To conclude April’s focus on Love and Compassion, where we at Evolutions focused on heart-opening poses, discussions, and meditations, I will share a very simple little story that came up a few times in classes.
The month before, I found myself getting all out-of-sorts about this and that. With a lot of different projects going on and significant loved ones to tend to, it was one of those phases we all find ourselves in, where I noticed myself cursing when I dropped something, feeling constricted when driving in traffic, and impatient when my toddler dragged his feet. A day or two like this usually tells me that I need to increase my self care a bit, but my moods were feeling agitated despite my taking the time to attend to myself in various ways, and they were lasting longer than a day or two. I noticed that my husband was in a similar place–not constantly grumpy, but with a low threshold for life’s normal irritations.
We took a trip one weekend, as planned, to see some old friends in Charlottesville, VA. Within a matter of hours, my husband and I found ourselves moved beyond words. By the end of the first night, I had laughed, as always, with my beloved friend Ty, glowed as I held my friend Erin’s new baby girl, cried as her husband Bert recited poetry, and felt immersed as we discussed life, love, yoga, heartache, spirit–all the things most real and sacred to each of us. As my husband and I fell asleep that night, tucked under blankets that were not our own, we felt completely reconnected with the very deep love all of us had built together over many years, back on the other coast of the country. Somehow we hadn’t thought much about it in more recent years, but it was clear to all of us now that this love had gone nowhere, as it rekindled before our eyes in an instant.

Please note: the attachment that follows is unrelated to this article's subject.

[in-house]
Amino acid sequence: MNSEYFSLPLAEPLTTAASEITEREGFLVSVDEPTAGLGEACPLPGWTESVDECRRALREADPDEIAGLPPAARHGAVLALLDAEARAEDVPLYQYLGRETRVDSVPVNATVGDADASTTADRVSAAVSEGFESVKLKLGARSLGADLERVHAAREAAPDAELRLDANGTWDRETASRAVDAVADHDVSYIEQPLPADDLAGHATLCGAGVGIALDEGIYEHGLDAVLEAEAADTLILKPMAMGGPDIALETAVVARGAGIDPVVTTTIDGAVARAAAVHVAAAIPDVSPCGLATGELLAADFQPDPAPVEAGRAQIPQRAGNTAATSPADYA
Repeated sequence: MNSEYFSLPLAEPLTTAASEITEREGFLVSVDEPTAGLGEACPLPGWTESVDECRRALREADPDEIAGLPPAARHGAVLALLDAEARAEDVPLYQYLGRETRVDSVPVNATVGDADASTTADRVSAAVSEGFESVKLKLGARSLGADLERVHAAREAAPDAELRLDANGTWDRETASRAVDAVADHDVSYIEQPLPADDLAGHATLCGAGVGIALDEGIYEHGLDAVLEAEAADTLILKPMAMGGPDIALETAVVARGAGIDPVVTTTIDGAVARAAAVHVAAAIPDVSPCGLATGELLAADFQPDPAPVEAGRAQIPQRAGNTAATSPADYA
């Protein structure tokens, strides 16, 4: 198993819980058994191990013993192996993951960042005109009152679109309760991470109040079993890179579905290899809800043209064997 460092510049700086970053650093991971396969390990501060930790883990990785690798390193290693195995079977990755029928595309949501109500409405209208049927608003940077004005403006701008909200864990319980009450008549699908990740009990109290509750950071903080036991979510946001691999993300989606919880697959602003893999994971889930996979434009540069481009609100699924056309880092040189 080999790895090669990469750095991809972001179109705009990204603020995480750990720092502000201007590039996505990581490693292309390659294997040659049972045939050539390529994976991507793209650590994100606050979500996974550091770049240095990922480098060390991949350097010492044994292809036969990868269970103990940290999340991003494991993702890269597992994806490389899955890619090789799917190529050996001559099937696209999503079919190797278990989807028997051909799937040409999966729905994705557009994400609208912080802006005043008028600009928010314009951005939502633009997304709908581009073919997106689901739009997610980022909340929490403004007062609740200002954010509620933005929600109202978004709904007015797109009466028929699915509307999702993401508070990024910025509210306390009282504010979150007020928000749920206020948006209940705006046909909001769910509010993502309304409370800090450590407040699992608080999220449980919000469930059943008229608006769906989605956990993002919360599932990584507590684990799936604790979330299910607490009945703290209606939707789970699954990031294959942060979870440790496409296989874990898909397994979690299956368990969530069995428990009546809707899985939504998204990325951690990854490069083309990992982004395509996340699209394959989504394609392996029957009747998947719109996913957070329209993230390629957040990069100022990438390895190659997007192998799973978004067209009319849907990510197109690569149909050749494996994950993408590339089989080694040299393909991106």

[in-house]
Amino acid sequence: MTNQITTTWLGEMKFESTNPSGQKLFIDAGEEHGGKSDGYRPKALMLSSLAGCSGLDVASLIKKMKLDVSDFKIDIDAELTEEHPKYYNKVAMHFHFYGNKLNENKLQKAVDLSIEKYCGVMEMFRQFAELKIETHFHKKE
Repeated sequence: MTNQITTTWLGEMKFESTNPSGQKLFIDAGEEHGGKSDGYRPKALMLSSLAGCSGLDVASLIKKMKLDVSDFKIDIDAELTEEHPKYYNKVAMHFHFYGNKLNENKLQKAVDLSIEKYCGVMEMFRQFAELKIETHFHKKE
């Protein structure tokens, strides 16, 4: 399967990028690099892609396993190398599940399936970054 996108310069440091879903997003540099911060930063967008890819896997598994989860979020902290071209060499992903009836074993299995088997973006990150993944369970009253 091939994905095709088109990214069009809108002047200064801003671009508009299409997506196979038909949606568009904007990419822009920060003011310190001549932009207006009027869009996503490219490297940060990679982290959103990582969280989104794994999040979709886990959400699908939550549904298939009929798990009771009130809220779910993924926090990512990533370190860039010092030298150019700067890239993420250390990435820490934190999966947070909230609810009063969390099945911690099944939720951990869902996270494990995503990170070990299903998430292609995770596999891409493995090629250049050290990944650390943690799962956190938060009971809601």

In efforts to shift my mood in the weeks before, I had tried more vigorous yoga, more gentle yoga, more rest, more nourishing foods, more alone time–and all I’d needed was there all along: to remember that I am part of a huge and ever-growing web of people who love me, and whom I love. “You are part of a web of people who adore you” I found myself saying to class one night. And this is what I say to you now. You are loved by many. Old and new, alive and passed. Find a way to remember. Reconnect with old friends, have neighbors over for iced tea, call yo’ mama and thank her, tell your best friends how life wouldn’t be the same without them, whatever it takes.
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